One of my saddest days in my digital classroom was when the children rushed in from the lunchroom one rainy recess and dashed for their iPads. Wait, I implored, we play with Legos on rainy days! I dumped out the huge container of Legos that were pure magic just a couple of weeks ago, that prompted so much collaboration and conversation, but the delight was gone. My students looked at me with disdain, and some crossed their arms and pouted. We aren’t kids who just play anymore, their crossed arms implied. We’re iPad users. We’re tech-savvy. Later, when I allowed their devices to hum to glowing life, conversation shut down altogether.
I knew that the lure of the screen would continue at home each night. Many of the students had screens at home already, but this one was different: It was their very own, it was portable, and it carried the stamp of approval of teacher, school and district. Do the adults in their homes still feel the authority to tell them to put that screen away and go outside and play?
Districts all over the country are buying into one-to-one initiatives, and for younger and younger students. These screens have been rebranded “digital learning devices,” carrying the promise of education success for millions of our communities’ education dollars. Yet there is some evidence that tablets can be detrimental to learning.
A study released in September by the Organization for Economic Cooperation and Development looked at school tech initiatives in more than three dozen countries (although not the United States) and found that while students who use computers moderately show modest gains over those who rarely do, heavy technology use has a negative impact. “Students who use computers very frequently at school do a lot worse in most learning outcomes, even after accounting for social background and student demographics,” the report concluded.
We have also known for years — at least since the 2012 report “Facing the Screen Dilemma” from the Campaign for a Commercial-Free Childhood — that screen time for younger children in particular comes with a huge opportunity cost, depriving them of hands-on learning, time outdoors and “face-to-face interactions with caring adults.” Digital-savvy parents in Silicon Valley made news way back in 2011 for enrolling their children in steadfastly screen-free schools. They knew that their kids would be swiping and clicking soon enough, but there are only a limited number of childhood years when it’s not only really fun to build with Legos, it’s also really good for you.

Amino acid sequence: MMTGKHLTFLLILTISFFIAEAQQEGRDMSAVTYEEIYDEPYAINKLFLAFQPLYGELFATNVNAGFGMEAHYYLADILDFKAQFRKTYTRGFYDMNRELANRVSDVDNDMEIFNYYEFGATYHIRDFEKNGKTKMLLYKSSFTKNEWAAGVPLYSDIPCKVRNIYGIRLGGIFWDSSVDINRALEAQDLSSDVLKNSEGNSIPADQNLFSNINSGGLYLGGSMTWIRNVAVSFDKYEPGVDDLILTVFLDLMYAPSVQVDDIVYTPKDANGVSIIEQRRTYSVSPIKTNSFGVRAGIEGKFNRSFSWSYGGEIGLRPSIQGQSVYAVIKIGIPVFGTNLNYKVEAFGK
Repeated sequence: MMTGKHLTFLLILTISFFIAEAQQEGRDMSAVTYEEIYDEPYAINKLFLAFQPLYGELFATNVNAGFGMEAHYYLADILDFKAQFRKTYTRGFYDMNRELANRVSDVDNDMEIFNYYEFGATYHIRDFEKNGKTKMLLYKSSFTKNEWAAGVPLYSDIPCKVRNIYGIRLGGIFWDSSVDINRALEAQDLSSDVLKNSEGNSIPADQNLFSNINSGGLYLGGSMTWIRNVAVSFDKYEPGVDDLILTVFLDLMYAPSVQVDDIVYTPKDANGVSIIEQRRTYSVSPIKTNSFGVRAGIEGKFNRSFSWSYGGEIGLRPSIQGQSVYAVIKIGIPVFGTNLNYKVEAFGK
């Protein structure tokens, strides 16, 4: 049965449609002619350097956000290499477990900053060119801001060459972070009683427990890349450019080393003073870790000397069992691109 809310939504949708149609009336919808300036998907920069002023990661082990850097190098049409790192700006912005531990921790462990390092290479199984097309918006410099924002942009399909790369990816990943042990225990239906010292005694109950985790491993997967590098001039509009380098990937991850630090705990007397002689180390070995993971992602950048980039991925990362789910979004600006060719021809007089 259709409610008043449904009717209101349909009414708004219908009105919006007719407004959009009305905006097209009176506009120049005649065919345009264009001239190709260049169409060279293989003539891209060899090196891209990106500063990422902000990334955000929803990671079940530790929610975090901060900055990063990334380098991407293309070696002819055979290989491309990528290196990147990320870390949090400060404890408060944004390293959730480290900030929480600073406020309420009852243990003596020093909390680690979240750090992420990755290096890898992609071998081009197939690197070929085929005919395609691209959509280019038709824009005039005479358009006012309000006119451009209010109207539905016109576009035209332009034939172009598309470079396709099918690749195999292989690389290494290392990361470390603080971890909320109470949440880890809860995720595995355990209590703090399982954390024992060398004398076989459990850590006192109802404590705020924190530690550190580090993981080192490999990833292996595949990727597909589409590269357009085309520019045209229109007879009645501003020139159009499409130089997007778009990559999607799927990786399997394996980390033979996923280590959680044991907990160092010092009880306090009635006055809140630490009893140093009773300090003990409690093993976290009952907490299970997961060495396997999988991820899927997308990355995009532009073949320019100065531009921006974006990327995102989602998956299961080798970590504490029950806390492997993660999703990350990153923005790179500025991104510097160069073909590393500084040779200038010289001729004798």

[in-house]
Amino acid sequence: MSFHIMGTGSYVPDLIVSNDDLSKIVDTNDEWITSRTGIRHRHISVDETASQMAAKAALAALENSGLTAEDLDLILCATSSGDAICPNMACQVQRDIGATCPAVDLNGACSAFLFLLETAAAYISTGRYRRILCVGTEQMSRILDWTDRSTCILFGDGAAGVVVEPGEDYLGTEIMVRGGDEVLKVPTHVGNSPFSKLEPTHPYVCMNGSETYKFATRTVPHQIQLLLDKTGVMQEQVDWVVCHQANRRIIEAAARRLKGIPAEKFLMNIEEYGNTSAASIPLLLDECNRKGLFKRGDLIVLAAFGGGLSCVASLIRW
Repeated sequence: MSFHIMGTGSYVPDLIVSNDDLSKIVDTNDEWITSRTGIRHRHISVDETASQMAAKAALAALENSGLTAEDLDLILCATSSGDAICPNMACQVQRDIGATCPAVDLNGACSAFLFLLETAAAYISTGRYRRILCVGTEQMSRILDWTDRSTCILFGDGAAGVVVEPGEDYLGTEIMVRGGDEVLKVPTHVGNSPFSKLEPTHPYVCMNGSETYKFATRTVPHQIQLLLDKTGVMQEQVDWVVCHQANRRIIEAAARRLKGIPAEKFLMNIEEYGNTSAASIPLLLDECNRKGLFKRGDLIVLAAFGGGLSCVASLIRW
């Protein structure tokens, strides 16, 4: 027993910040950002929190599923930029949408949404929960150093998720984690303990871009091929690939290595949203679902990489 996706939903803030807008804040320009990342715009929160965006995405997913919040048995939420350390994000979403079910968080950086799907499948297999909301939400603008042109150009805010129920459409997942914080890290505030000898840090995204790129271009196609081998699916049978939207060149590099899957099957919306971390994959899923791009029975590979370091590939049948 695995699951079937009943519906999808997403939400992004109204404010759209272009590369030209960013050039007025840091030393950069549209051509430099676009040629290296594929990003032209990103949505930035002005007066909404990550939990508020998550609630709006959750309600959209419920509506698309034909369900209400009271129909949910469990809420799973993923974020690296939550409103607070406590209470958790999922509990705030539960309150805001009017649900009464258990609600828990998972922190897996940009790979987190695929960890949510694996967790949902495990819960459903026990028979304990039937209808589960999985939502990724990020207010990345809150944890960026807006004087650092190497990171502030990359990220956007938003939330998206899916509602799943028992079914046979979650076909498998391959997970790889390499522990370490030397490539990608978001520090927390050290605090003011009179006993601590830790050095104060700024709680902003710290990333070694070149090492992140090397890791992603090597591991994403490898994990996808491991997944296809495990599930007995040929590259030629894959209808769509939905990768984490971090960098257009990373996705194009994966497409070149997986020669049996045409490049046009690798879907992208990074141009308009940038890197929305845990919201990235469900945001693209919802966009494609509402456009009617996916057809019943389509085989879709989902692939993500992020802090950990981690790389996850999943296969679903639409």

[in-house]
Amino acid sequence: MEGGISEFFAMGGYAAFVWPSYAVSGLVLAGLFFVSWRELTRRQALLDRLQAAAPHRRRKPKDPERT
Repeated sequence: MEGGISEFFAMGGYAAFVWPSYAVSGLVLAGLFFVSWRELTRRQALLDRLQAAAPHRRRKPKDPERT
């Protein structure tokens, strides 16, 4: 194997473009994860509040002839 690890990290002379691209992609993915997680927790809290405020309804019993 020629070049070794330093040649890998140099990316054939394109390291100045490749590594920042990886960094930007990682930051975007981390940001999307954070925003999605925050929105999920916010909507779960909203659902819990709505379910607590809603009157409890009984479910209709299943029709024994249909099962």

Some proponents of one-to-one initiatives portray “analog classrooms” as gray spaces where bored teachers hand worksheets to uninspired kids — and tablets are the energizing cure. The One-to-One Institute, a nonprofit that helps school districts go digital, says on its website: “Research is clear that to ensure student success, education must move from a teacher-centric to a learner-centric approach. One-to-one programs create the opportunity for authentic personalization of teaching and learning for each student.”
But jumping from the “sage on the stage” teaching model to a screen for each kid skips over critical territory in between, where children learn from, and build their social skills with, one another. Classrooms run by worksheets won’t be magically transformed with tablets, and classrooms where teachers skillfully engage their students don’t need screens — and the extra baggage they introduce — to get great results.
Teachers striving to preserve precious space for conversation are not lazy, or afraid of change, or obstructionist. They believe that if our dining tables should be protected for in-depth discussion and focused attention, so, too, should our classrooms. They know that their youngstudents live in the digital age, but the way children learn has not evolved so very fast. Kids still have to use their five senses, and, most of all, they have to talk to each other.
My students already had so many challenges and so much ground to cover. We put tablets in their hands and made their loads that much heavier.
Launa Hall lives in Northern Virginia and is working on a book of essays about teaching. From the Washington Post.